Eleanor Dearman, El Paso Times
Published 11:00 a.m. MT April 17, 2020 | Updated 11:45 a.m. MT April 17, 2020
AUSTIN — Texas will begin reopening its economy in stages, Gov. Greg Abbott said at a Friday news conference.
The governor also announced e a statewide “strike force” to aid in the process of reopening businesses, public activities and non-essential health care treatments in hospitals.
“This team will collaborate with working groups to open up Texas while keeping our communities safe,” Abbott said.
Abbott said that starting April 22 current restrictions on surgery will be loosened. All stores will be allowed to reopen on April 24 using a “retail to-go” model.
State parks will be reopened on Monday, he said. Visitors will be required to wear face masks and must keep six feet of distance from those not part of their household. Park visitors also cannot gather in groups larger than five, Abbott said.
The governor promised “enhanced testing” activities to track the spread of the coronavirus as business activity increases in Texas. State officials claimed that “more and more testing” is headed to Texas.
Abbott has said that reopening businesses will be a slow, phased process consistent with pandemic data and medical analysis.
“We have to understand that we must reopen in a way in which we are able to stimulate the economy while at the very same time ensuring that we contain the spread of COVID-19,” Abbott said
The Center for Decease Control and Federal Emergency Management Agency released guidelines to reopen America on Thursday.
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It warns: “Models indicate 30-day shelter in place followed by 180-day lifting of all mitigation results in large rebound curve — some level of mitigation will be needed until vaccines or broad community immunity is achieved for recovering communities.”
The document adds that reopening communities in a phased approach “will entail a significant risk of resurgence of the virus.”
More: Texas Gov. Greg Abbott announces $50 million small business loan initiative
The Texas Legislature’s House Democratic Caucus said during a Thursday news conference that before easing social distancing measures in the state, the governor should:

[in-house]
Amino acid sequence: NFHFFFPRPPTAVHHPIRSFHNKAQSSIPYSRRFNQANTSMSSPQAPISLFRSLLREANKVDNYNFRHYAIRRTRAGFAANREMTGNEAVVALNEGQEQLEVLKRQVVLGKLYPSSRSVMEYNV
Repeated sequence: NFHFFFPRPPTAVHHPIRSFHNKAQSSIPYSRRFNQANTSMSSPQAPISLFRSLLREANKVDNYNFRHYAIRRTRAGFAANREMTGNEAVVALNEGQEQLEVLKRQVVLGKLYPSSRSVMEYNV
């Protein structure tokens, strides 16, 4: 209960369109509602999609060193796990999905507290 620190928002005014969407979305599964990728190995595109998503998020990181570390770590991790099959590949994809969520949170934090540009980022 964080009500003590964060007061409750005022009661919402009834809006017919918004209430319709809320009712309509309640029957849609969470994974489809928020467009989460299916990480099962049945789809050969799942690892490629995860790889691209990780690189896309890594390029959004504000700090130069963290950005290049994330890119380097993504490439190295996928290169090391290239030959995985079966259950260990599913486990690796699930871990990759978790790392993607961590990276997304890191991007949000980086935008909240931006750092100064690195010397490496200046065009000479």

Increase testing for the coronavirusExpand MedicaidEnsure an adequate supply of personal protective equipment essential workers, such as medical providers Provide more transparency about “what is being done to protect some of our most vulnerable fellow Texans,” particularly those in nursing and long-term care faculties
“Texas needs to follow the doctor’s orders when it comes to fighting the coronavirus. We all want business to reopen as soon as possible, but that can only happen when it is safe to do so,” said Chris Turner, caucus chairperson.
Abbott is correct to call for “a gradual approach to reopening the Texas economy” that’s rooted in public health and science, John Carlo, chairman of the Texas Public Health Coalition, said a statement Tuesday.
He noted that “returning to business is everyone’s preference” but to do so, conditions must be met.
“These include immediate scaling up of COVID-19 testing so that all cases in Texas can be quickly identified, enhancing local public health capacity for contact tracing, providing adequate personal protective equipment for health care workers in all practice settings, and documenting continued declines in new cases so that hospitals do not become overwhelmed,” Carlo said.
“By following public health recommendations so far, state and local elected officials have already saved lives,” Carlo added. “Any decisions to relax current restrictions and reopen the economy should continue to be guided by sound public health science and made with the state’s top public health experts at the table.”
More: Coronavirus in Texas: Abbott says order coming soon related to plan for reopening businesses
There are more than 16,400 cases of COVID-19 in the state and 191 of the state’s 254 counties are reporting cases, according to Department of State Health Services figures posted Thursday. There have been 393 fatalities. More than 158,000 tests have been done in Texas, which has an estimated population of approximately 29 million people.
This is a developing story. Check back for updates.
Eleanor Dearman may be reached at 361-244-0047; firstname.lastname@example.org; @EllyDearman on Twitter.
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